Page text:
Artificial intelligence learns to spot suicidal trends in brain scans

0
208

[ad_1]


brain
A
person competes in the Brain-Computer Interface Race (BCI) at the
Cybathlon Championships in Kloten, Switzerland, October 8,
2016.


Arnd
Wiegmann/Reuters



  • Clinicians normally have few tools to identify
    suicidal people at risk.
  • A new machine-learning technique using words could help
    identify those suffering from suicidal thoughts.

Suicide is the second-leading cause of death among young
people between the ages of 15 and 34 in the United States, and
clinicians have limited tools to identify those at risk. A new
machine-learning technique documented in a paper published today
in Nature Human Behaviour (PDF) could help
identify those suffering from suicidal thoughts.

Researchers looked at 34 young adults, evenly split between
suicidal participants and a control group. Each subject went
through a functional magnetic resonance imaging (fMRI) and were
presented with three lists of 10 words. All the words were
related to suicide (words like “death,” “distressed,” or
“fatal”), positive effects (“carefree,” “kindness,” “innocence”),
or negative effects (“boredom,” “evil,” “guilty”). The
researchers also used previously mapped neural signatures that
show the brain patterns of emotions like “shame” and “anger.”

Five brain locations, along with six of the words, were found to
be the best markers to distinguish the suicidal patients from the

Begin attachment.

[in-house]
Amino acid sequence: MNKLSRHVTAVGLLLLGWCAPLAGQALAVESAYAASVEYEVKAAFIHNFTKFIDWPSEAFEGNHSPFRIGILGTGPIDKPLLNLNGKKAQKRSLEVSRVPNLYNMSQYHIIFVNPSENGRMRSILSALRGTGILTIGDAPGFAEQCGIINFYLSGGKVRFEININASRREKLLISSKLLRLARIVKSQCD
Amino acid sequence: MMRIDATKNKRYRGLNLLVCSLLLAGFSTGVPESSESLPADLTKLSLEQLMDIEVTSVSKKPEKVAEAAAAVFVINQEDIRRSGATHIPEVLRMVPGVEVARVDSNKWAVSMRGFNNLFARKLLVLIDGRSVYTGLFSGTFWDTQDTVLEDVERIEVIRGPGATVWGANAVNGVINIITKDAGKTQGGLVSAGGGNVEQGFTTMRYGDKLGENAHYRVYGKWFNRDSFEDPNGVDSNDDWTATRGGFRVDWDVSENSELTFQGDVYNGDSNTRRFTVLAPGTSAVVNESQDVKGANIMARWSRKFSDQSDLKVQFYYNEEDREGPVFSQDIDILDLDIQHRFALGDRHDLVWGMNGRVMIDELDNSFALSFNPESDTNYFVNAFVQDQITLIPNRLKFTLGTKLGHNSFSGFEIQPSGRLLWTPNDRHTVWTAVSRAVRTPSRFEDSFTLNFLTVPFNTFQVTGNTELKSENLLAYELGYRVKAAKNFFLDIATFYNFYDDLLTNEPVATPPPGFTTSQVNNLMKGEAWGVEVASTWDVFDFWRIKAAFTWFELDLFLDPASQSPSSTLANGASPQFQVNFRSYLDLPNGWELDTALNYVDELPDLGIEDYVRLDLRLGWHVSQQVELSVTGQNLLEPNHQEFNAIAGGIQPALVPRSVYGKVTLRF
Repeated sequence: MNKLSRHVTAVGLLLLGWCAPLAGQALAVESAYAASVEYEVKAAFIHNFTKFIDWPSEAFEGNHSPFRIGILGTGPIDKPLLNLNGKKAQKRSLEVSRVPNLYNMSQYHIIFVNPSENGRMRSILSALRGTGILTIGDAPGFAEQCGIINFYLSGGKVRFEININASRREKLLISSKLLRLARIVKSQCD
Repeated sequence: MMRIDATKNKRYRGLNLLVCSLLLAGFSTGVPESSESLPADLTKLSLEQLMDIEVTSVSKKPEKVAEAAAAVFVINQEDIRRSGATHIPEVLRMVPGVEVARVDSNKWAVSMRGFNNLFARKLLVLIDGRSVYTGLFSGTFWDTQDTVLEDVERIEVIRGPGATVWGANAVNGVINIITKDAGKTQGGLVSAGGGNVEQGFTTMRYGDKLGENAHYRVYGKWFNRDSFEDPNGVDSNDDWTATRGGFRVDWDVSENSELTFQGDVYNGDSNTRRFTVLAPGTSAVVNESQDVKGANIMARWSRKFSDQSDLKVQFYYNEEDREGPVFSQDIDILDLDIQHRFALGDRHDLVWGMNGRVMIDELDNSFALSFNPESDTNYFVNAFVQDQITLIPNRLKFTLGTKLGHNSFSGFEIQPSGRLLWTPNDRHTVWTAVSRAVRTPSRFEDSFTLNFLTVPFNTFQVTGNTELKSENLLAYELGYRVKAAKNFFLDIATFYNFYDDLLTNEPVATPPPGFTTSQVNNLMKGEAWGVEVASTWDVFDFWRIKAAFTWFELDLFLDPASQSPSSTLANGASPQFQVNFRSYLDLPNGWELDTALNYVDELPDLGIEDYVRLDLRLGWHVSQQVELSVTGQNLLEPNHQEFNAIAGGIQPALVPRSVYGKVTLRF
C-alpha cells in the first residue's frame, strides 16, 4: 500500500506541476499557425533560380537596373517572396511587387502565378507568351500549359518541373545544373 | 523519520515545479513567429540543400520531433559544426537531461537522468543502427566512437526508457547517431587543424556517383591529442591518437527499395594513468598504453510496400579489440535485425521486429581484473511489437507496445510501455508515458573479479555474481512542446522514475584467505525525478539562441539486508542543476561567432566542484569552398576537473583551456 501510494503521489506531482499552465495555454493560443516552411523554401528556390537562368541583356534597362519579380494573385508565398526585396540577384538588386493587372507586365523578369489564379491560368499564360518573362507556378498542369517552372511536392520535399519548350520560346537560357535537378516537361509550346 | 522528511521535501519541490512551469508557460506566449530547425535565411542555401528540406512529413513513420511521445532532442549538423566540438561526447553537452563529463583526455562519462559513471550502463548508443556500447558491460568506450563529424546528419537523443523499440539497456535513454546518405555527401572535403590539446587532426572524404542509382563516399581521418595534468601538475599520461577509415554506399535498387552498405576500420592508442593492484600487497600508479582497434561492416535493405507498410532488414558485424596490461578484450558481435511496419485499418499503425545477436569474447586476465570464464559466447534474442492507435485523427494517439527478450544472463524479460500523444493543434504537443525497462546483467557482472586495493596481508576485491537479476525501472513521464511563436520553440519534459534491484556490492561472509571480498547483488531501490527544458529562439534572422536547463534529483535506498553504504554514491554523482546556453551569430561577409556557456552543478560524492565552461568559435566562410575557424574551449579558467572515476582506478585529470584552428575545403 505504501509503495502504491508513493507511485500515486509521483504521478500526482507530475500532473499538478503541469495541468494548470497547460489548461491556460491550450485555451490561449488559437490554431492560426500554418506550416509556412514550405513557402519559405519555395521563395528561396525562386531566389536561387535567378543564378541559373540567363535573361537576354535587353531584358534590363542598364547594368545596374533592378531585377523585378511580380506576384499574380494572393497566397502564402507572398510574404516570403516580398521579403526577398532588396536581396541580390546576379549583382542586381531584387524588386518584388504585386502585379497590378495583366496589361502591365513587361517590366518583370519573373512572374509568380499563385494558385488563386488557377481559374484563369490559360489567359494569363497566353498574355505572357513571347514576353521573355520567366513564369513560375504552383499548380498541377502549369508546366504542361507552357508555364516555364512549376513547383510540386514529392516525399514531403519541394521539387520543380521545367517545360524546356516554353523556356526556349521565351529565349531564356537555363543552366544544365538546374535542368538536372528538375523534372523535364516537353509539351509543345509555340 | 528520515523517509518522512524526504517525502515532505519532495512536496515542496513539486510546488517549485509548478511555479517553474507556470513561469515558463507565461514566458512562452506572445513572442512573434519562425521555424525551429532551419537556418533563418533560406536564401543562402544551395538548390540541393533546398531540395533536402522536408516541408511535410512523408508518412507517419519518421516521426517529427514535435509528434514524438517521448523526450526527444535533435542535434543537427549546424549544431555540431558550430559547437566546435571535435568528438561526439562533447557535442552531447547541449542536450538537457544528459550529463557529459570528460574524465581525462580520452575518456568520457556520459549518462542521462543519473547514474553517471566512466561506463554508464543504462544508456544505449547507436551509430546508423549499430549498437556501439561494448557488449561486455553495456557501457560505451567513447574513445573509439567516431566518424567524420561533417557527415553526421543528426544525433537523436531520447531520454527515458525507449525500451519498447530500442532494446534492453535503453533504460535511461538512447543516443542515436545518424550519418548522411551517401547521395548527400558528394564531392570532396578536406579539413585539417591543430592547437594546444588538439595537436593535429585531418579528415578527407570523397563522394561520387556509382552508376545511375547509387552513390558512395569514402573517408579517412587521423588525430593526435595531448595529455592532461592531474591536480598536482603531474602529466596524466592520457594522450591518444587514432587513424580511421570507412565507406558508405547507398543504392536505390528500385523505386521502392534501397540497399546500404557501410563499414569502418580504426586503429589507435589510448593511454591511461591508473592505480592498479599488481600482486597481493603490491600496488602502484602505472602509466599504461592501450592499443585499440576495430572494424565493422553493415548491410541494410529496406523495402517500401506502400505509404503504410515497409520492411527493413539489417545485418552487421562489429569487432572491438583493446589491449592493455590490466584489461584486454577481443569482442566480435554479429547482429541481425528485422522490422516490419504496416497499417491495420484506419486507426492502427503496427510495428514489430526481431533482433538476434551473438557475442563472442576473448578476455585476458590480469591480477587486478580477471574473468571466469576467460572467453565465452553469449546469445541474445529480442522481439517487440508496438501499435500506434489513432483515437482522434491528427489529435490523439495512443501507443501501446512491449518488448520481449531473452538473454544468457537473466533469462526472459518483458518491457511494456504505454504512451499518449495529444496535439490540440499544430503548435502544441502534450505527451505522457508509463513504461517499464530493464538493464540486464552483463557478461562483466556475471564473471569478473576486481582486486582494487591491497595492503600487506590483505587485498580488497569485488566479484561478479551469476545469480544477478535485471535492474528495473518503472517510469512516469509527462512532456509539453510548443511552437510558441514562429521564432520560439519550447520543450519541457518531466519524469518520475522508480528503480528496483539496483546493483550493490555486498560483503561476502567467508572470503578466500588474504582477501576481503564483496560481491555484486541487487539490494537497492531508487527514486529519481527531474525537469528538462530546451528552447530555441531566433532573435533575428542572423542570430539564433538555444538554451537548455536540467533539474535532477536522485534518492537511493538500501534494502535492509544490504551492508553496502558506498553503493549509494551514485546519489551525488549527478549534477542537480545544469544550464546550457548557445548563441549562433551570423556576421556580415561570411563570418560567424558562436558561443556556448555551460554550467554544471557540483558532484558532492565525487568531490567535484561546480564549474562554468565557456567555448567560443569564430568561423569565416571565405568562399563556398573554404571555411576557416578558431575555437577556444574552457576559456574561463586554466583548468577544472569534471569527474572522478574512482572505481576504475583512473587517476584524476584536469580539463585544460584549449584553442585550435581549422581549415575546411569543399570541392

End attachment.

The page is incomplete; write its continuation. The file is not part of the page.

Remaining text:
controls. Using just those locations and words, the researchers
trained a machine-learning classifier that was able to correctly
identify 15 of the 17 suicidal patients and 16 of 17 control
subjects.

The researchers then divided the suicidal patients into two
groups, those that had attempted suicide (nine people) and those
that had not (eight people), and trained a new classifier that
was able to correctly identify 16 of the 17 patients.


mri brain scan
An MRI brain
scan.


Vimeo/JonO


The results showed that healthy patients and those with suicidal
thoughts showed markedly different reactions to words. For
example, when the suicidal participants were shown the word
“death,” the “shame” area of their brain lit up more than it did
in the control group. Likewise, “trouble” also evoked more
activity in the “sadness” area.

This is just the latest effort aimed at bringing AI into
psychiatry. Researchers are working on machine-learning
projects that span from analyzing MRIs to predict major
depressive disorder to picking out PTSD from people’s speech
patterns.

Earlier this year, Wired wrote about researchers who
built a system that can sift through health records to flag
someone at risk of committing suicide, with between 80 and 90
percent accuracy. Facebook is using text mining to identify users
at risk of suicide or self-harm and then pointing them to mental
health resources (see “Big Questions Around Facebook’s Suicide-Prevention
Tools
”).

Artificial intelligence has already made waves in the medical
field at large. There are algorithms so good at detecting tumors
and other problems in CT scans that Geoffrey Hinton, one of the foremost
researchers in deep learning, told the New Yorker that radiologists will
eventually be out of a job. Indeed, he said, “they should stop
training radiologists now.”

In this case, the research is more likely to inspire new
human-driven therapies than put a whole field’s worth of doctors
out of a job. The paper pointed out that identifying different
patterns and areas could suggest new regions to target for brain
stimulation techniques. Identifying particular emotional
responses to suicide-related terms could also be useful to
psychotherapists treating their patients.

[ad_2]

Source link

LEAVE A REPLY

This site uses Akismet to reduce spam. Learn how your comment data is processed.